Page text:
Catholic church, school are feeling quite alive at 75

A welcoming priest and sense of tradition keep a parish flourishing.

Published January 19, 2005

ST. PETERSBURG - St. Paul's, which has given its name to a neighborhood and is one of Pinellas County's earliest Catholic parishes, is 75 this year.

For the 1,100-family parish and the Euclid-St. Paul neighborhood surrounding it, there is much to celebrate. The church and its school - the first Catholic school in Pinellas County - are thriving, enjoying an influx of young, active families. The neighborhood has benefited from escalating housing values driven by its proximity to a revived downtown.

On Sunday, more than 1,200 people, old-timers who returned to visit and current parishioners, crammed a tent set up behind the church for a Jubilee Mass, which replaced the five Masses held on a typical weekend.

"When I walked into the tent at 10 a.m., I was just awe-struck and it was just a wonderful, wonderful experience," said the Rev. Robert Gibbons, St. Paul's pastor. "The people were so excited, and it was just a great day for me."

It was a historic day for Mary Jane Johnson, 79, who was baptized at St. Paul's.

"I received every sacrament at St. Paul's. My children did, too," she said.

The mother of eight, grandmother of 13 and great-grandmother of seven started attending St. Paul's School when it was opened by Franciscan nuns in 1930. She met her husband there. She still lives a block from the church, which is at 1800 12th St. N.

Mrs. Johnson said she is pleased to see how the parish has progressed.

"When I was young, it was a lot of old people. Now it's all young. The people have come back. Father Gibbons, he really has gone gung-ho and the inner city has come back. The old homes are selling."

Gibbons, in his ninth year at St. Paul's, is given much of the credit for what is described as a growing, welcoming parish.

"There is something very special about Father Gibbons," Murray Beairsto said. "Not only has he brought a new sense of community into the church, but he also helps you dig deeper into your faith. I feel that I'm a stronger Catholic and I attribute a lot of that to Father Gibbons."

Mrs. Beairsto, executive director of Great Explorations, the children's museum, and her husband, Doug, married at St. Paul's in 1993.

"I chose St. Paul's because there's a lot of diversity and families," she said. "There's no dividing line. Everyone is equal. I wanted my children to be well rounded and exposed to a lot of different things."

The mother of Ben, 8, and Macie, 6, she added that she and her husband were invited to participate in St. Paul's School even before they had children.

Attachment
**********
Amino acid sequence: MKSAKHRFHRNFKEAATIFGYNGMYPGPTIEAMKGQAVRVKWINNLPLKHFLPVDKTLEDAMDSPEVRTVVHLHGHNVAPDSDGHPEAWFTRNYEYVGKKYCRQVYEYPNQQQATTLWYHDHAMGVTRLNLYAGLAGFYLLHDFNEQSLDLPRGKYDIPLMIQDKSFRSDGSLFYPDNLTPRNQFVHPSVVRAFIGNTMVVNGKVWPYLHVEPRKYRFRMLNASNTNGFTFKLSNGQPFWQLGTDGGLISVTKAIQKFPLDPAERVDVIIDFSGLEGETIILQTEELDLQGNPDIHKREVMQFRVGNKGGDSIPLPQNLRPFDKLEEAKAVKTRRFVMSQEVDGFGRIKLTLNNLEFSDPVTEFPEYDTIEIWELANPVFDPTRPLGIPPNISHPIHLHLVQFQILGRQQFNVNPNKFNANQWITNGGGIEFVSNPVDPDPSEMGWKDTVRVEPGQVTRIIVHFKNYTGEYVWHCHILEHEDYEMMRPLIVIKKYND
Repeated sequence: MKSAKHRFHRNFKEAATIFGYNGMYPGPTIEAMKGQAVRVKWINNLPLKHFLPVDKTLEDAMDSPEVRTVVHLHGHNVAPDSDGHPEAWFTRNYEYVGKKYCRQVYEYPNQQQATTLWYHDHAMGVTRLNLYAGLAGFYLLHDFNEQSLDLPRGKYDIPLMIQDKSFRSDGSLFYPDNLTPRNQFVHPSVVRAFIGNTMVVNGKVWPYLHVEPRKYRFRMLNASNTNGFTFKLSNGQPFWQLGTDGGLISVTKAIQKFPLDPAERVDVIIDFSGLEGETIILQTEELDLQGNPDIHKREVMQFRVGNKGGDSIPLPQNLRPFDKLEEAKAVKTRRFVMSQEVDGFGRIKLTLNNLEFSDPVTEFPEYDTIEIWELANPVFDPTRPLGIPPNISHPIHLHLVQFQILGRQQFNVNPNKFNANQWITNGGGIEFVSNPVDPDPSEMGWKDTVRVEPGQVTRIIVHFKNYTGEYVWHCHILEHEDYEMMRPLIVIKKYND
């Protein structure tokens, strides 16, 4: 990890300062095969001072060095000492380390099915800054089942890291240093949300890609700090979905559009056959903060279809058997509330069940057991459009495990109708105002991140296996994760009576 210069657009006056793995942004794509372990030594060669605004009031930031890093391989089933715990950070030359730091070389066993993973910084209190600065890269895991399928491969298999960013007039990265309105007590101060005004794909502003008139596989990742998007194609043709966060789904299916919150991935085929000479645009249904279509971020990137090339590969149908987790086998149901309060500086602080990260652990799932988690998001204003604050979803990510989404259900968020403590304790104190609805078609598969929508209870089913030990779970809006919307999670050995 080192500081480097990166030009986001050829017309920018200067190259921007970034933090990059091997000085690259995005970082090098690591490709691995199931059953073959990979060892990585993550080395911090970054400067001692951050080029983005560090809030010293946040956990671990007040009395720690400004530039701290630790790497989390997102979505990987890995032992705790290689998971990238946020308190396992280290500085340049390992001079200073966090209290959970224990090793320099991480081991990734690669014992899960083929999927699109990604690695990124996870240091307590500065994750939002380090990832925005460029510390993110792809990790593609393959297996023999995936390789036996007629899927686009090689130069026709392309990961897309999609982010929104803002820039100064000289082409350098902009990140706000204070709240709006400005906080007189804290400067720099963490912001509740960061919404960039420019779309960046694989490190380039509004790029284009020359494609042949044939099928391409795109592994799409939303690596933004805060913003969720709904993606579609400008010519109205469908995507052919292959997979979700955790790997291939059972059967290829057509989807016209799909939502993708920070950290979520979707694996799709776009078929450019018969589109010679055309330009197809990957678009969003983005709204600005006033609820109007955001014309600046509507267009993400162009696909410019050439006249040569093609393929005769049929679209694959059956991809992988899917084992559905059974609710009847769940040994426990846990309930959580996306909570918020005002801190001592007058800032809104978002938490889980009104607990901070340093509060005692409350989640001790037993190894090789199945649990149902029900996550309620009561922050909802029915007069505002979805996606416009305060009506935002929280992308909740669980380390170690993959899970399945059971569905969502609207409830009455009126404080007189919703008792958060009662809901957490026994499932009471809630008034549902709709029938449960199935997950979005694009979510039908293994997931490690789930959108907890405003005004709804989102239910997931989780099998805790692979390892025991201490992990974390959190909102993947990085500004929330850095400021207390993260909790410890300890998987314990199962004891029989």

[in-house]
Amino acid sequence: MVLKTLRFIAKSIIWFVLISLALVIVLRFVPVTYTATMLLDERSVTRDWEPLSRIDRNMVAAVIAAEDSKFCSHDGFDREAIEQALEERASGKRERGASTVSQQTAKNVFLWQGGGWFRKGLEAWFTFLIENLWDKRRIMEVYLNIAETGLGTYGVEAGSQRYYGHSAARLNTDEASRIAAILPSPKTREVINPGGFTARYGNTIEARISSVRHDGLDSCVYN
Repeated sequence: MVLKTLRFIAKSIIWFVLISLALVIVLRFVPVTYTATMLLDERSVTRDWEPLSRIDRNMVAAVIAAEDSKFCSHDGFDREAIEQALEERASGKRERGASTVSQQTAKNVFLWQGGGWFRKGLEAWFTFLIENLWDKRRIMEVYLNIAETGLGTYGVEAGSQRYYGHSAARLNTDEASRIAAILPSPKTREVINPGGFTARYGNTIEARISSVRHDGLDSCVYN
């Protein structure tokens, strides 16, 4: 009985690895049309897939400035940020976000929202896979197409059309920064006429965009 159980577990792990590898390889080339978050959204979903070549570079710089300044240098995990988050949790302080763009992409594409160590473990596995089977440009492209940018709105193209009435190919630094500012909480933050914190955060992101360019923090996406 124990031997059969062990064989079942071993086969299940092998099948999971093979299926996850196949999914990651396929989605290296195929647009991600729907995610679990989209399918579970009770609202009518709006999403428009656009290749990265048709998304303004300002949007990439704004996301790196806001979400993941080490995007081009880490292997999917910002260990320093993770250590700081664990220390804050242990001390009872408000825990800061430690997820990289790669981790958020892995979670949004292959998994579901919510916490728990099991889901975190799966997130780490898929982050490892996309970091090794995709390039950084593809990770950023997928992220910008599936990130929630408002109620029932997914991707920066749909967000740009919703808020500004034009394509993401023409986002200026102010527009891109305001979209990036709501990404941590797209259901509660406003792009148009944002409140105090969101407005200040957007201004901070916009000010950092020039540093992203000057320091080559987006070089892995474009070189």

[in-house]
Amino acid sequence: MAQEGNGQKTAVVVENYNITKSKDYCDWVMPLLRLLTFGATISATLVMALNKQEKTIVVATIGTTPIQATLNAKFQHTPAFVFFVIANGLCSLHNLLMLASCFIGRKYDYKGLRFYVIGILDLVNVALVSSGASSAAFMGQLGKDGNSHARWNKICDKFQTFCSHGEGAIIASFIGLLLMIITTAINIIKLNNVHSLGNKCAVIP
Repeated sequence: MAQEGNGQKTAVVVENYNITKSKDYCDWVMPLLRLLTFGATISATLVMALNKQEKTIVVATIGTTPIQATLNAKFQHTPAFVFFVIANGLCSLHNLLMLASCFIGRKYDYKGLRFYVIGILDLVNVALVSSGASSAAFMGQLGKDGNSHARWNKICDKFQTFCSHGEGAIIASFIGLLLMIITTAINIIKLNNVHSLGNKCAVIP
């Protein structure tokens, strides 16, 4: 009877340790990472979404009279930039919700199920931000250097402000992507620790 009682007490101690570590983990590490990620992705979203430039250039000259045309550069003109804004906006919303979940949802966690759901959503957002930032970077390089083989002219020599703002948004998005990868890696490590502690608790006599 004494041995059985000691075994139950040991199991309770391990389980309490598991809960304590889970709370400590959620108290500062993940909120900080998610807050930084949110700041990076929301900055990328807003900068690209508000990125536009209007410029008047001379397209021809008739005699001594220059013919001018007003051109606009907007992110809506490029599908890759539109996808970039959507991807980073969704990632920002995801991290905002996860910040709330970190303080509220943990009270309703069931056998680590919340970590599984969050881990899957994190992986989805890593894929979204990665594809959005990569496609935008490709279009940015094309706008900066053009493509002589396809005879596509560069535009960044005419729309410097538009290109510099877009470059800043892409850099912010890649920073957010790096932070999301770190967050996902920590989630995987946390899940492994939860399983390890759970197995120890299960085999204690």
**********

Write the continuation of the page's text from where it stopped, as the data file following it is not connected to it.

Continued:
"There was never any doubt in my mind that I would send my children there to the school," she said.

Rob and Sue Haddad's children, Katharine, 10, and Andrew, 8, also attend St. Paul's School, which has 325 students from prekindergarten to eighth grade. The parish also operates a preschool for 2-year-olds and is planning to start a program for 1-year-olds and infants.

Mrs. Haddad, whose husband converted to Catholicism a year ago, calls the school "a hidden gem."

Gibbons said the school's history works in its favor.

"The people really feel that they're a part of the wonderful tradition, and that's very attractive. We have children whose grandparents have gone there. Our principal Elizabeth Fulham's father attended the school. She went to the school. It's a multigenerational thing. Her son, Greg, graduated from our eighth grade last year," Gibbons said.

"Another thing that has helped our school has been the renaissance of the center city of St. Petersburg and the renaissance of the neighborhoods around us."

The 10 acres occupied by St. Paul's church and school were bought in 1922. The church was a mission of St. Mary Our Lady of Grace Church in downtown St. Petersburg. St. Paul's first pastor, the Rev. James Enright, was responsible for the church's popular grotto. Enright indicated, said Gibbons in a church bulletin, that the grotto was to be a thanksgiving memorial to the Blessed Mother, for her help since the founding of the parish.

Decades later, the grotto is a place of prayer and solace for parishioners and the neighborhood.

"They come in pairs, in little groups, individuals," Gibbons said.

"I see little children from the neighborhood come and kneel down and say a prayer. In a way, it's the people's shrine. They come and sweep it. They bring flowers. They bring candles. This is a way people can really express their faith in their own way. It's just a place of real peace.

"One interesting thing about the grotto, we have a lot of Vietnamese people who come to St. Paul's. Of course, there's a language barrier there. The grotto speaks to them in a universal language. Vietnamese and Eastern Europeans are especially devoted to the grotto."

The weekend's celebration was part of the parish's ongoing jubilee observations, which began in September. They will conclude with a traditional procession and crowning of Mary as the queen of heaven in May. The parish will also be rededicated.

As he looks ahead, Gibbons said he would like to see the school continue to improve. The parish also plans to start major renovations to the school as soon as financially possible, he said.